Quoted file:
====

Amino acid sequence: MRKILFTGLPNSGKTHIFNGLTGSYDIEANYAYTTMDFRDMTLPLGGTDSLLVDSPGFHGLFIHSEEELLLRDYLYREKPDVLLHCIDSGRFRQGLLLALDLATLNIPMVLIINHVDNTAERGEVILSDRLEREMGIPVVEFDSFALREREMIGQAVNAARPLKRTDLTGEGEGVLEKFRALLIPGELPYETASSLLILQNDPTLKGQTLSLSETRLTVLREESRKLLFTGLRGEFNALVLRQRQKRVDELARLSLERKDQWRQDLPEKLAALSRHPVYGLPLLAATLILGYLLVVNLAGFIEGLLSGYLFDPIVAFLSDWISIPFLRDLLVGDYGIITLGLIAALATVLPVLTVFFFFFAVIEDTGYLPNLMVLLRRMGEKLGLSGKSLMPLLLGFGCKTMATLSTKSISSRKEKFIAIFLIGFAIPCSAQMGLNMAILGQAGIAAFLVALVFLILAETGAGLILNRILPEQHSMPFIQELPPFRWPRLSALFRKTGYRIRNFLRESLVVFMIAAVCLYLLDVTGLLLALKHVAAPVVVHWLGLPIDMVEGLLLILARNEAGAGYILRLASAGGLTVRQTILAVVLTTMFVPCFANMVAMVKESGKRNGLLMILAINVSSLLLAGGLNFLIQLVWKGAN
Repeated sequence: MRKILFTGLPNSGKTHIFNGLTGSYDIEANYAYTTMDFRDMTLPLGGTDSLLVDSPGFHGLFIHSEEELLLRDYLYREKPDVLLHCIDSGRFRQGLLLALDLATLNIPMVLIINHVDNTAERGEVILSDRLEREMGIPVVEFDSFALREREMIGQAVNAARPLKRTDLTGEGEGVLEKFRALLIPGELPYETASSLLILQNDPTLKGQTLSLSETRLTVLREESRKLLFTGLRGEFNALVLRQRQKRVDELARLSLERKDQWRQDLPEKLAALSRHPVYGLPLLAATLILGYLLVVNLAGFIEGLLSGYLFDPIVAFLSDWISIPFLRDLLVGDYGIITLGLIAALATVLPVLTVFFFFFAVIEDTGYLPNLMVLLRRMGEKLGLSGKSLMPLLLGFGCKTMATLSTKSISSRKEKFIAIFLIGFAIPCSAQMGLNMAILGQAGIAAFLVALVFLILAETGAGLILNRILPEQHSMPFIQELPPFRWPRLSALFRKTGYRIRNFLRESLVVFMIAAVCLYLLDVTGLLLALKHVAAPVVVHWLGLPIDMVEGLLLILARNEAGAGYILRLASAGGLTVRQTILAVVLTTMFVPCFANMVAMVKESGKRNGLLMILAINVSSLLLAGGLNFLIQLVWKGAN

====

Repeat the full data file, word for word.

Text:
Amino acid sequence: MRKILFTGLPNSGKTHIFNGLTGSYDIEANYAYTTMDFRDMTLPLGGTDSLLVDSPGFHGLFIHSEEELLLRDYLYREKPDVLLHCIDSGRFRQGLLLALDLATLNIPMVLIINHVDNTAERGEVILSDRLEREMGIPVVEFDSFALREREMIGQAVNAARPLKRTDLTGEGEGVLEKFRALLIPGELPYETASSLLILQNDPTLKGQTLSLSETRLTVLREESRKLLFTGLRGEFNALVLRQRQKRVDELARLSLERKDQWRQDLPEKLAALSRHPVYGLPLLAATLILGYLLVVNLAGFIEGLLSGYLFDPIVAFLSDWISIPFLRDLLVGDYGIITLGLIAALATVLPVLTVFFFFFAVIEDTGYLPNLMVLLRRMGEKLGLSGKSLMPLLLGFGCKTMATLSTKSISSRKEKFIAIFLIGFAIPCSAQMGLNMAILGQAGIAAFLVALVFLILAETGAGLILNRILPEQHSMPFIQELPPFRWPRLSALFRKTGYRIRNFLRESLVVFMIAAVCLYLLDVTGLLLALKHVAAPVVVHWLGLPIDMVEGLLLILARNEAGAGYILRLASAGGLTVRQTILAVVLTTMFVPCFANMVAMVKESGKRNGLLMILAINVSSLLLAGGLNFLIQLVWKGAN
Repeated sequence: MRKILFTGLPNSGKTHIFNGLTGSYDIEANYAYTTMDFRDMTLPLGGTDSLLVDSPGFHGLFIHSEEELLLRDYLYREKPDVLLHCIDSGRFRQGLLLALDLATLNIPMVLIINHVDNTAERGEVILSDRLEREMGIPVVEFDSFALREREMIGQAVNAARPLKRTDLTGEGEGVLEKFRALLIPGELPYETASSLLILQNDPTLKGQTLSLSETRLTVLREESRKLLFTGLRGEFNALVLRQRQKRVDELARLSLERKDQWRQDLPEKLAALSRHPVYGLPLLAATLILGYLLVVNLAGFIEGLLSGYLFDPIVAFLSDWISIPFLRDLLVGDYGIITLGLIAALATVLPVLTVFFFFFAVIEDTGYLPNLMVLLRRMGEKLGLSGKSLMPLLLGFGCKTMATLSTKSISSRKEKFIAIFLIGFAIPCSAQMGLNMAILGQAGIAAFLVALVFLILAETGAGLILNRILPEQHSMPFIQELPPFRWPRLSALFRKTGYRIRNFLRESLVVFMIAAVCLYLLDVTGLLLALKHVAAPVVVHWLGLPIDMVEGLLLILARNEAGAGYILRLASAGGLTVRQTILAVVLTTMFVPCFANMVAMVKESGKRNGLLMILAINVSSLLLAGGLNFLIQLVWKGAN